# conda install django

Since it’s a big deal, I will create a virtual environment.

# source create -n django
# source activate django

By the way, when leaving the virtual environment

# source deactivate django

Let’s say.

Check if you can actually use django.

# cd /var/www/
The name here is not komon, you can use any name you like(mysite etc.)
# django-admin startproject komon
# cd komon
# python makemigrations
# python migrate
# python runserver
Performing system checks...

System check identified no issues (0 silenced).

You have unapplied migrations; your app may not work properly until they are applied.
Run 'python migrate' to apply them.

*Month**, 2020 - **:**:**
Django version 3.1, using settings 'komon.settings'
Starting development server at
Quit the server with CONTROL-

Try typing http : // in your browser, and if you see a rocket-like welcome page, you’re done.

Now let’s actually display the characters.

# python startapp myapp
# cd myapp
# vi ->Edit
# vi  ->Edit

from django.shutcuts import render
# create your views here.
from django.http import HttpResponse

def index(request):
  return HttpResponse("Hello, World!")

from django.urls import path
from . import views

urlpatterns = [
  path('', views.index, name='index'),
# cd ..
# cd komon
# vi  ->Edit
# vi  ->Edit

from django.contrib import admin
from django.urls import path, include
urlpatterns = [
  path('', include('myapp.urls')),

DEBUG = False  <-From True to False

  'myapp',  <-add to

ROOT_URLCONF = 'komon.urls'

WSGI_APPLICATION = 'komon.wsgi.application'

This completes the settings.

WSGI installation

I think you can install django relatively well, but the stumbling block is the installation of WSGI. Apache doesn’t support python by default, so it seems like using wsgi to recognize django.
I have installed various things with yum so far, but it seems that installing with yum will connect with the python2 system that is included in CentOS by default, so let’s use pip.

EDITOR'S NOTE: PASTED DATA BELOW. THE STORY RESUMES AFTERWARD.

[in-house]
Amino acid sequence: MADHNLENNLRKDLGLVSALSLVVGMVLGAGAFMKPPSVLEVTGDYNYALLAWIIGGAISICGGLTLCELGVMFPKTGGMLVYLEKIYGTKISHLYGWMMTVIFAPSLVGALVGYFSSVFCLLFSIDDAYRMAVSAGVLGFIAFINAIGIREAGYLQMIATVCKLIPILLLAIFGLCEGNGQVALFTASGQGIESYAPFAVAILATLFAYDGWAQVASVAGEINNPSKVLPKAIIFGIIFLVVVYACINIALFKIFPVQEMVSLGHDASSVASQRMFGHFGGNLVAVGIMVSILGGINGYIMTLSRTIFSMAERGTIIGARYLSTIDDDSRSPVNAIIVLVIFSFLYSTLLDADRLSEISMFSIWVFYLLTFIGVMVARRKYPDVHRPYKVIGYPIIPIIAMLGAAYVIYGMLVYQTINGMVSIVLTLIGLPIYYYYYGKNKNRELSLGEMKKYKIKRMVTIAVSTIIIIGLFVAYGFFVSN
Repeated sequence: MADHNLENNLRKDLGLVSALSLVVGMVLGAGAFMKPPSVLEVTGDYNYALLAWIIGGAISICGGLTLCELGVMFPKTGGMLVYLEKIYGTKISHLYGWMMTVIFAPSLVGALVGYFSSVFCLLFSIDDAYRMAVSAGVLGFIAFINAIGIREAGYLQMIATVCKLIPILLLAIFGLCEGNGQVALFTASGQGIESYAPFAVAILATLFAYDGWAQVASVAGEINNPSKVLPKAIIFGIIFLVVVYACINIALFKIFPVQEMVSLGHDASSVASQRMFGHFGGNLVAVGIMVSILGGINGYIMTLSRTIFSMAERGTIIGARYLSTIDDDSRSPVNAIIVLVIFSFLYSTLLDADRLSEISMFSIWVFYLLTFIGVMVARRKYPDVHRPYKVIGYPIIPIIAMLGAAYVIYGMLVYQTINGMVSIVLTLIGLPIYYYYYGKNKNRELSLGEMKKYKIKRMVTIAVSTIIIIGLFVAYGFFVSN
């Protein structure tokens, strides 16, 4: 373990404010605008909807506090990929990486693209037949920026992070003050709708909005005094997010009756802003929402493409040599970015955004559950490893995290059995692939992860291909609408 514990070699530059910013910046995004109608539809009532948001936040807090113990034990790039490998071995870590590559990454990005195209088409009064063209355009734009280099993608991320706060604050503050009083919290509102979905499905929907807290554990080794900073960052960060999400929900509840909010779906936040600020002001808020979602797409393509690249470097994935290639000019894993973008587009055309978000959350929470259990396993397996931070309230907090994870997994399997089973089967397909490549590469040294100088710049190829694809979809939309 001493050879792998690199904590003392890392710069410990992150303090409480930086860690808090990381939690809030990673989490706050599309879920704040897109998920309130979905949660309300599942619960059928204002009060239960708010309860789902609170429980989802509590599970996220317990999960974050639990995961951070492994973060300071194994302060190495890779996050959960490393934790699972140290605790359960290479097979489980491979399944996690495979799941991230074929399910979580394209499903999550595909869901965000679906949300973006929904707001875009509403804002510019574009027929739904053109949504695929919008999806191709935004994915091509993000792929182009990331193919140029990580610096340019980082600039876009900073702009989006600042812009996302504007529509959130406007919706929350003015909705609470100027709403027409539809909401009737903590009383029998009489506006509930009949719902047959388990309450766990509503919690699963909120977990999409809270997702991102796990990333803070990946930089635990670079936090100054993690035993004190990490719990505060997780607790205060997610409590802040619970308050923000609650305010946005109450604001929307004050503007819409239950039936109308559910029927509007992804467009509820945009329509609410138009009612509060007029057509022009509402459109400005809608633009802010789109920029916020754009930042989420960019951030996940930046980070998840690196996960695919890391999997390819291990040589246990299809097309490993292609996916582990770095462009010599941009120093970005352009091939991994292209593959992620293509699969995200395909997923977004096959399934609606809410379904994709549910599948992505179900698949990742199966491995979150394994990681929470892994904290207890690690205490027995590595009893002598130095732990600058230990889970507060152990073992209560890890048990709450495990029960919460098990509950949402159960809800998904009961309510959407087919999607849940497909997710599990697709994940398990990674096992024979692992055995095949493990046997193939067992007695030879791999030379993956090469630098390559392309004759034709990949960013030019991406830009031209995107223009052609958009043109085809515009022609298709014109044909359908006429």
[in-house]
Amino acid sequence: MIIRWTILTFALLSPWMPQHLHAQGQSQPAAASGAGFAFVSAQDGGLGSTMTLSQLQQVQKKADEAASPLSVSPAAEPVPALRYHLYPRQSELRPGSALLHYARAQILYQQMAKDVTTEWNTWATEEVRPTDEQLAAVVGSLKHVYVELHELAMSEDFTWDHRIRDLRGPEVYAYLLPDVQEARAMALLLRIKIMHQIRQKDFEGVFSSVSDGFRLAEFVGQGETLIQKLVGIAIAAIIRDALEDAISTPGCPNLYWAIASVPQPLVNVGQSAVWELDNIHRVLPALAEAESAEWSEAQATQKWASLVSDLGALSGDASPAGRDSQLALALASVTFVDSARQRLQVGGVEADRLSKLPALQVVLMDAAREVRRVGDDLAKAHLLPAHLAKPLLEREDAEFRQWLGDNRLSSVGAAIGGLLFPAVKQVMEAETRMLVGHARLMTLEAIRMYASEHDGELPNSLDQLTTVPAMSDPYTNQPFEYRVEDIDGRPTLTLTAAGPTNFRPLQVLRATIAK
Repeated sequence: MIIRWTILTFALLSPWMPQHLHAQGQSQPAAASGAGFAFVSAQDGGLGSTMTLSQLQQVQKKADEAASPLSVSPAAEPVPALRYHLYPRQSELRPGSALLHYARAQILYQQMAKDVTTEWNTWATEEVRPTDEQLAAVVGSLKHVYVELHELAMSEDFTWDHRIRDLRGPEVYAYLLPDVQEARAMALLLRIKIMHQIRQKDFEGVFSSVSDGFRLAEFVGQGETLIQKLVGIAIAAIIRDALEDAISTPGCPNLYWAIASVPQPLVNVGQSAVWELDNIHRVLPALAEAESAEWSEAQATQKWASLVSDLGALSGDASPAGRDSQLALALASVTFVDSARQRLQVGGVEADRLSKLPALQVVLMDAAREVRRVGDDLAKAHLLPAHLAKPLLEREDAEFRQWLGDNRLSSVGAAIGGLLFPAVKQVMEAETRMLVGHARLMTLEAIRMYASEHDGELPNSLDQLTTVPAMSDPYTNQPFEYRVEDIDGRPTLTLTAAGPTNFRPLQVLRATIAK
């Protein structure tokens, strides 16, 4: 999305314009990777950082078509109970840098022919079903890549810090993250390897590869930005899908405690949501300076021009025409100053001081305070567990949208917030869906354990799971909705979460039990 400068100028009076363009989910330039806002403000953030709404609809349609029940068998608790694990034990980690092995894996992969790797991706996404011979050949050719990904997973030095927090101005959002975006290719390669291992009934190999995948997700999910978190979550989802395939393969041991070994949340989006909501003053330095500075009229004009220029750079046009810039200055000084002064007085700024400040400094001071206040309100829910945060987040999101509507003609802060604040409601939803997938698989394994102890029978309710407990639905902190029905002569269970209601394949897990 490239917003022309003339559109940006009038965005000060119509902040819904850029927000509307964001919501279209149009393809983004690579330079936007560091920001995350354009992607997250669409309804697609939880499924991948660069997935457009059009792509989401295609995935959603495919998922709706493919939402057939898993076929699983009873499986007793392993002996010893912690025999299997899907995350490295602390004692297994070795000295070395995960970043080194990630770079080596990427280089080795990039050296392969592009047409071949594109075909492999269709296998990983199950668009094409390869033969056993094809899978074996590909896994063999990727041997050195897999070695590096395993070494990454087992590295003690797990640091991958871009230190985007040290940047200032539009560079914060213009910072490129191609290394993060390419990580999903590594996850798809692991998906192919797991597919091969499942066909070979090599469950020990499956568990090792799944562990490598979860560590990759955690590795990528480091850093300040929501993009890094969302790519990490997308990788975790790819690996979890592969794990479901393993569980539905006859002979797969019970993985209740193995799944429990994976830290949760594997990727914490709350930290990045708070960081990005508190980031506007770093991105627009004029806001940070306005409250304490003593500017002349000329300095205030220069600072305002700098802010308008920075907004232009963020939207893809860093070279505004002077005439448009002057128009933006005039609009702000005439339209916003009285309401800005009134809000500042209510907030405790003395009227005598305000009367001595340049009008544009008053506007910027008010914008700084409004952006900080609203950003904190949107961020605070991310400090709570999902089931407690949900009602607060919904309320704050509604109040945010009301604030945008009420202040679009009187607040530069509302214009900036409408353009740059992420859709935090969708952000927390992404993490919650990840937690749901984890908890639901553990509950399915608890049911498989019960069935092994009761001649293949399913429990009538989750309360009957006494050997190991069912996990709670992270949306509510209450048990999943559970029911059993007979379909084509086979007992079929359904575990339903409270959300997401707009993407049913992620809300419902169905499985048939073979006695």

# pip install mod_wsgi
# python -c "import sys;print(sys.path)"
Because it comes out
/usr/local/bin/pyenv/versions/anaconda3-4.4.0/lib/python3.6/site-Type packages with the following command.

# ls /usr/local/bin/pyenv/versions/anaconda3-4.4.0/lib/python3.6/site-packages/mod_wsgi/server/
Because it becomes
Let's remember.

From here, I’ll connect it to the Django project I created earlier.

# cd /etc/httpd/conf.d/
# vi django.conf

Since it will be a blank text with nothing written here, I will write the following.


LoadModule wsgi_module /usr/local/bin/pyenv/versions/anaconda3-4.4.0/lib/python3.6/site-packages/mod_wsgi/server/ (The one from earlier)
ServerName 192.168.***.*** (IP address)
WSGIScriptAlias / /var/www/komon/komon/
WSGIPythonPath /var/www/komon:/usr/local/bin/pyenv/versions/anaconda3-4.4.0/bin/python

<Directory /var/www/komon/komon>
    Require all granted
# systemctl restart httpd

Start your browser, enter http : //192.168.〇〇〇.〇〇〇, and if Hello, World! Is displayed, it’s okay. If it is the same network, you can see it from other PCs.
Continued at

Referenced URL / site

As I wrote at the beginning, I haven’t done anything about security. I think that errors etc. occupy the part related to mod_wsgi, so I think it is good to check the error code etc.